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Obj. ID: 3675
Sacred and Ritual Objects
  Torah finials

© Center for Jewish Art, Photographer: Radovan, Zev, 1997

The tower-shaped Torah finial comprises a shaft, a body and an apex.

The cylindrical shaft is mounted over a raised base decorated with a floral decoration.

The tower-shaped body is mounted over a compressed globe and comprises two tiers topped by a conical dome. The compressed globe is adorned with oval medallions set against roses and leaves and enclosing flowers.

The hexagonal body tapers upwards. Each facet is formed by intertwined scrolled branches, and is divided into two tiers by a central horizontal band. Two horseshoe arches are set on each facet, one on each tier.

Hamsa pendants are suspended from the lower arches, while the upper arches enclose stylised lotus flowers. Scrolled loops carrying chains with bells are attached to the connections between the facets of the lower tier.

The conical dome decorated with grooves is mounted over the body, and is encircled by a crenellation of arches made of central palmettes flanked by a pair of branches.

An acorn-shaped apex, set on a floral circlet, is mounted over the dome. 

263294.DOC

8 image(s)

sub-set tree:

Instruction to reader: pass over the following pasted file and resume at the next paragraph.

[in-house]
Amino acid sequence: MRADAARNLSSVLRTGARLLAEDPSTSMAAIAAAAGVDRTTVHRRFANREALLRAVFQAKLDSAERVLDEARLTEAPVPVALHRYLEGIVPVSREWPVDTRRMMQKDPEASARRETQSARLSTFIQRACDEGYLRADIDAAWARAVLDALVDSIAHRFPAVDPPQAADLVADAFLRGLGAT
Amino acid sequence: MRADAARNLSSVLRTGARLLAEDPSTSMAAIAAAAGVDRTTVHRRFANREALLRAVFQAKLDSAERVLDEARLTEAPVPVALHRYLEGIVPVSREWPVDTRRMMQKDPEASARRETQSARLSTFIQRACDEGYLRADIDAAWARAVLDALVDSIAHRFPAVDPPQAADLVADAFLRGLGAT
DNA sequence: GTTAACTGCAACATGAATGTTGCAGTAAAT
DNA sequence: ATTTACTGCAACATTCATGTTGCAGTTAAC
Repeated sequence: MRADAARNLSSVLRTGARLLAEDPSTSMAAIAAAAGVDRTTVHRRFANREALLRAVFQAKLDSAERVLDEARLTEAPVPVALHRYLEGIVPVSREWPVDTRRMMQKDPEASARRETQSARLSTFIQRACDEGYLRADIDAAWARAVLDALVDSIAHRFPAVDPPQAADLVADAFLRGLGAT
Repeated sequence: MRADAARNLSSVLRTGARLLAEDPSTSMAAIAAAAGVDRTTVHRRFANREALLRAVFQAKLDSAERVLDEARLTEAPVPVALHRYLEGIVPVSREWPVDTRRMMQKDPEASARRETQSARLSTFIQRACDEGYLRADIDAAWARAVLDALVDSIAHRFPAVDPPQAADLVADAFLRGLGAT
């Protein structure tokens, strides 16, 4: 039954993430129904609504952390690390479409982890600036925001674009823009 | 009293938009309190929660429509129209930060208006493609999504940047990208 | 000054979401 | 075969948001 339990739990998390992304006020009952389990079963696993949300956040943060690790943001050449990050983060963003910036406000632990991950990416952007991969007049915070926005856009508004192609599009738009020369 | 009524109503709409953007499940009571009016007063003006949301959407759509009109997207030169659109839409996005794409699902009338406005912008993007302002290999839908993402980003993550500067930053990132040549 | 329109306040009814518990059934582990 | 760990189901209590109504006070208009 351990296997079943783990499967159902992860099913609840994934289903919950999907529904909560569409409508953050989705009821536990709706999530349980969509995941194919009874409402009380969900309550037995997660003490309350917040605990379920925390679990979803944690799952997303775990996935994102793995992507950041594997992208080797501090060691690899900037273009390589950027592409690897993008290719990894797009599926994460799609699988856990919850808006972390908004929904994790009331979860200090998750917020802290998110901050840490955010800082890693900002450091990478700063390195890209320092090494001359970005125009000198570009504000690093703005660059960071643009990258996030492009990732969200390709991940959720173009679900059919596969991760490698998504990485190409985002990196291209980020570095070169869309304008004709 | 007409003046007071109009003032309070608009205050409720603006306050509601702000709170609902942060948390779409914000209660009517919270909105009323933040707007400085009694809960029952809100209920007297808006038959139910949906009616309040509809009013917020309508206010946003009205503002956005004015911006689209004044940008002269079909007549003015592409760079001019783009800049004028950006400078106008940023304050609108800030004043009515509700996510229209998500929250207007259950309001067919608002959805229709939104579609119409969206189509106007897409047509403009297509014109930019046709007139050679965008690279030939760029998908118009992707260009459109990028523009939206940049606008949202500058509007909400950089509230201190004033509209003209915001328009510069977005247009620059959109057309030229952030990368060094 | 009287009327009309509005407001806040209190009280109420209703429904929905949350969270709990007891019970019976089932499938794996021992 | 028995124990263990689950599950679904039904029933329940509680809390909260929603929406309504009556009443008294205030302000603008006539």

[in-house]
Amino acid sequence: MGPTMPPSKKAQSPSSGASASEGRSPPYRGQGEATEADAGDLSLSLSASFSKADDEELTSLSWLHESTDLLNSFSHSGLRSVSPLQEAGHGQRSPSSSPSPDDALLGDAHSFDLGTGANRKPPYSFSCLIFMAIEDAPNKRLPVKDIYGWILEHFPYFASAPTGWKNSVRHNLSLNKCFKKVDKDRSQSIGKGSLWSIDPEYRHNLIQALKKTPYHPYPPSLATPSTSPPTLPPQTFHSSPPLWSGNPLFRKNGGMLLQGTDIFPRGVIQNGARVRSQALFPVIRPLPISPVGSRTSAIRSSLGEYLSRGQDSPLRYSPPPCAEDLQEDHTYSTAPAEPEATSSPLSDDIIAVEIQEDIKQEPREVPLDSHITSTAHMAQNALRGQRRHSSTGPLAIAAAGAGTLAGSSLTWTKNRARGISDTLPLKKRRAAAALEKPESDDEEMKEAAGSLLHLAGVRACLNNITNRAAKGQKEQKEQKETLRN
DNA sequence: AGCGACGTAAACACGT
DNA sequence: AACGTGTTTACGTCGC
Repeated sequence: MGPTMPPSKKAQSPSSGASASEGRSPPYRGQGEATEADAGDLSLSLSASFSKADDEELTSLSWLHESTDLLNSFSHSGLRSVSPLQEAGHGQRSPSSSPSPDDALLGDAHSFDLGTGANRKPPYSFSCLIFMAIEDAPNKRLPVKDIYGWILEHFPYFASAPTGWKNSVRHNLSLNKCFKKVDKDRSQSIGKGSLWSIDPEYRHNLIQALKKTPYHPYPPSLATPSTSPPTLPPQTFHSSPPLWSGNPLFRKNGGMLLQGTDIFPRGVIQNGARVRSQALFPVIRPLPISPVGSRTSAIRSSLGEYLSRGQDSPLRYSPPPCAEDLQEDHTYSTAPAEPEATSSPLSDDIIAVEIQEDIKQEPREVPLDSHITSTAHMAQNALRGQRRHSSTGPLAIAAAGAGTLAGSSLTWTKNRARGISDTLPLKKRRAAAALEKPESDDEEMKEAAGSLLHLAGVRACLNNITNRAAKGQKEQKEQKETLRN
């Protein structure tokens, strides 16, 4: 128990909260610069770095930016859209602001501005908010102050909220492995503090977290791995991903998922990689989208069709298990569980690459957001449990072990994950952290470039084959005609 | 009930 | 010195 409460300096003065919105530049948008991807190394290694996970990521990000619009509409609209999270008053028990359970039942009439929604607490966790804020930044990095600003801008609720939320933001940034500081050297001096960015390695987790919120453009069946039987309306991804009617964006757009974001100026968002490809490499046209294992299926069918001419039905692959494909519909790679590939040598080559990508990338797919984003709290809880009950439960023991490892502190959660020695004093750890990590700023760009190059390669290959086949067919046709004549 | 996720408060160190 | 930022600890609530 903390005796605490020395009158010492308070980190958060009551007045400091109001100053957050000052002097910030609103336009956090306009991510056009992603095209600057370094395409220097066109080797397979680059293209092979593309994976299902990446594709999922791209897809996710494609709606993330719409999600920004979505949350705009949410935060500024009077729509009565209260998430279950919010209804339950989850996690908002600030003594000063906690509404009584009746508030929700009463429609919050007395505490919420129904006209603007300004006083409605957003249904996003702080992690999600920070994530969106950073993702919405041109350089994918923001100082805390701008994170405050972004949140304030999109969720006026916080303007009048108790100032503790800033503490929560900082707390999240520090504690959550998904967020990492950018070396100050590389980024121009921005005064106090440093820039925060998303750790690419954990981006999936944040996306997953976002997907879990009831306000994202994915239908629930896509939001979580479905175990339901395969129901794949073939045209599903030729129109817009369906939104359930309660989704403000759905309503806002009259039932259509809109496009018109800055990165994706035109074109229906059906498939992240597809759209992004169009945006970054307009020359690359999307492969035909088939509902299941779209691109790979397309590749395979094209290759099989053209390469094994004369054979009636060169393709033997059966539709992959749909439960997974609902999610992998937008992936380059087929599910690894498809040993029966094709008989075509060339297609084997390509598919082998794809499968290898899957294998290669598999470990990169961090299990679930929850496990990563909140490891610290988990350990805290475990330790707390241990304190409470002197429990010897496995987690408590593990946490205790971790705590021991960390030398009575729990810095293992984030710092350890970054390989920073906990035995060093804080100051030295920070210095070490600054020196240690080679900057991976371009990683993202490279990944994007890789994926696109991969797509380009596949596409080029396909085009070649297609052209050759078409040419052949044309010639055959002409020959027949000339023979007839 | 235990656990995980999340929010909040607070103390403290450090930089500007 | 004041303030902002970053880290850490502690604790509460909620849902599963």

Object Detail
Date
1905-1942
Synagogue active dates
Reconstruction dates
Artist/ Maker
Unknown (Unknown)
Origin
Historical Origin
Unknown
Community type
North African | Tunisian
| Tunisia, Djerba, Hara Kbira
Congregation
Location
Unknown |
Site
Unknown
School/Style
Period Detail
Collection
Documentation / Research project
Unknown
Material/Technique
Silver
Material Stucture
hammered, spun, cast (apex)
Material Decoration
chased, sawed (facets), cast (implements)
Material Bonding
folded, soldered, screwed
Material Inscription
none
Material Additions
Material Cloth
Material Lining
Tesserae Arrangement
Density
Colors
Construction material
Measurements
Height
450 mm (general), 150 mm (shaft)
Length
Width
Depth
Circumference
Thickness
Diameter
55 mm (body), 20 mm (shaft)
Weight
Axis
Panel Measurements
Iconographical Subject
Condition
Extant
Documented by CJA
Surveyed by CJA
Present Usage
Present Usage Details
Condition of Building Fabric
Architectural Significance type
Historical significance: Event/Period
Historical significance: Collective Memory/Folklore
Historical significance: Person
Architectural Significance: Style
Architectural Significance: Artistic Decoration
Urban significance
Significance Rating
Languages of inscription
Unknown
Type of grave
Unknown
0
Coordinates: 0.000000, 0.000000
Ornamentation
Hamsa
Custom
Contents
Codicology
Scribes
Script
Number of Lines
Ruling
Pricking
Quires
Catchwords
Hebrew Numeration
Blank Leaves
Direction/Location
Façade (main)
Endivances
Location of Torah Ark
Location of Apse
Location of Niche
Location of Reader's Desk
Location of Platform
Temp: Architecture Axis
Arrangement of Seats
Location of Women's Section
Direction Prayer
Direction Toward Jerusalem
Coin
Coin Series
Coin Ruler
Coin Year
Denomination
Signature
Colophon
Scribal Notes
Watermark
Hallmark
One hallmark is stamped on each and every single part:
1. Authority